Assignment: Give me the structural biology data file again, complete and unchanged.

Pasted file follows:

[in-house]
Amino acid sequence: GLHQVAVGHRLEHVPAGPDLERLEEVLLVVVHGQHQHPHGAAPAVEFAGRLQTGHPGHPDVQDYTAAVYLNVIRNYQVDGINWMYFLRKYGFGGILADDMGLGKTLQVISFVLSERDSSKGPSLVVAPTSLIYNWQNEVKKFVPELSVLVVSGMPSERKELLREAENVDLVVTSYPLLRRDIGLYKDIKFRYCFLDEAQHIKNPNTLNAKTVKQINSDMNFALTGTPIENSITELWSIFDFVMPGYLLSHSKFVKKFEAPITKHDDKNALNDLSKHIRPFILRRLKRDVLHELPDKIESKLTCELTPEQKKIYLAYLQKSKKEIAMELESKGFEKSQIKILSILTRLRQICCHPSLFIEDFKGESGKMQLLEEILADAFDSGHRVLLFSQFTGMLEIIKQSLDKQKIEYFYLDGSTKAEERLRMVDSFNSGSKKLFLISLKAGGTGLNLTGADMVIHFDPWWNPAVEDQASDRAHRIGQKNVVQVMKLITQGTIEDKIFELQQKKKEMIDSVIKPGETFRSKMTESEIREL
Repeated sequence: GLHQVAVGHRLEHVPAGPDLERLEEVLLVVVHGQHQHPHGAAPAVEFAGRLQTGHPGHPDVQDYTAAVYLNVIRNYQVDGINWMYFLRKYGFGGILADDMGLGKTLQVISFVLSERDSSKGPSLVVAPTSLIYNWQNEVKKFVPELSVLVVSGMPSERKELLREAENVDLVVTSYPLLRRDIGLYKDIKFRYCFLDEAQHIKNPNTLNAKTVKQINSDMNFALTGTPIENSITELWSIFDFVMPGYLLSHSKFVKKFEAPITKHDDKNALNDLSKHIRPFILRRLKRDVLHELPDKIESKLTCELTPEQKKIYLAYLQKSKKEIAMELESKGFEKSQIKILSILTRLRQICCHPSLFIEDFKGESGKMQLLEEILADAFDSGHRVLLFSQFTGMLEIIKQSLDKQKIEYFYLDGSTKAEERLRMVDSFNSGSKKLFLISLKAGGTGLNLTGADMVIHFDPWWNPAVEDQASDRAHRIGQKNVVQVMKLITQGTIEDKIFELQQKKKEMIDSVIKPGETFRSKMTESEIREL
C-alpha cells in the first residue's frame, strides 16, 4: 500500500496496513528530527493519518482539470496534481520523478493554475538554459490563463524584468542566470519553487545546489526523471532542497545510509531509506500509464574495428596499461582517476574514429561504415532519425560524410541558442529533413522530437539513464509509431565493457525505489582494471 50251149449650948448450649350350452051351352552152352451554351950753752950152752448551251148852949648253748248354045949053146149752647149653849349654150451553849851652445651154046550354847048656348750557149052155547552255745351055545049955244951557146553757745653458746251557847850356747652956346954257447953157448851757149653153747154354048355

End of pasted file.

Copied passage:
[in-house]
Amino acid sequence: GLHQVAVGHRLEHVPAGPDLERLEEVLLVVVHGQHQHPHGAAPAVEFAGRLQTGHPGHPDVQDYTAAVYLNVIRNYQVDGINWMYFLRKYGFGGILADDMGLGKTLQVISFVLSERDSSKGPSLVVAPTSLIYNWQNEVKKFVPELSVLVVSGMPSERKELLREAENVDLVVTSYPLLRRDIGLYKDIKFRYCFLDEAQHIKNPNTLNAKTVKQINSDMNFALTGTPIENSITELWSIFDFVMPGYLLSHSKFVKKFEAPITKHDDKNALNDLSKHIRPFILRRLKRDVLHELPDKIESKLTCELTPEQKKIYLAYLQKSKKEIAMELESKGFEKSQIKILSILTRLRQICCHPSLFIEDFKGESGKMQLLEEILADAFDSGHRVLLFSQFTGMLEIIKQSLDKQKIEYFYLDGSTKAEERLRMVDSFNSGSKKLFLISLKAGGTGLNLTGADMVIHFDPWWNPAVEDQASDRAHRIGQKNVVQVMKLITQGTIEDKIFELQQKKKEMIDSVIKPGETFRSKMTESEIREL
Repeated sequence: GLHQVAVGHRLEHVPAGPDLERLEEVLLVVVHGQHQHPHGAAPAVEFAGRLQTGHPGHPDVQDYTAAVYLNVIRNYQVDGINWMYFLRKYGFGGILADDMGLGKTLQVISFVLSERDSSKGPSLVVAPTSLIYNWQNEVKKFVPELSVLVVSGMPSERKELLREAENVDLVVTSYPLLRRDIGLYKDIKFRYCFLDEAQHIKNPNTLNAKTVKQINSDMNFALTGTPIENSITELWSIFDFVMPGYLLSHSKFVKKFEAPITKHDDKNALNDLSKHIRPFILRRLKRDVLHELPDKIESKLTCELTPEQKKIYLAYLQKSKKEIAMELESKGFEKSQIKILSILTRLRQICCHPSLFIEDFKGESGKMQLLEEILADAFDSGHRVLLFSQFTGMLEIIKQSLDKQKIEYFYLDGSTKAEERLRMVDSFNSGSKKLFLISLKAGGTGLNLTGADMVIHFDPWWNPAVEDQASDRAHRIGQKNVVQVMKLITQGTIEDKIFELQQKKKEMIDSVIKPGETFRSKMTESEIREL
C-alpha cells in the first residue's frame, strides 16, 4: 500500500496496513528530527493519518482539470496534481520523478493554475538554459490563463524584468542566470519553487545546489526523471532542497545510509531509506500509464574495428596499461582517476574514429561504415532519425560524410541558442529533413522530437539513464509509431565493457525505489582494471 50251149449650948448450649350350452051351352552152352451554351950753752950152752448551251148852949648253748248354045949053146149752647149653849349654150451553849851652445651154046550354847048656348750557149052155547552255745351055545049955244951557146553757745653458746251557847850356747652956346954257447953157448851757149653153747154354048355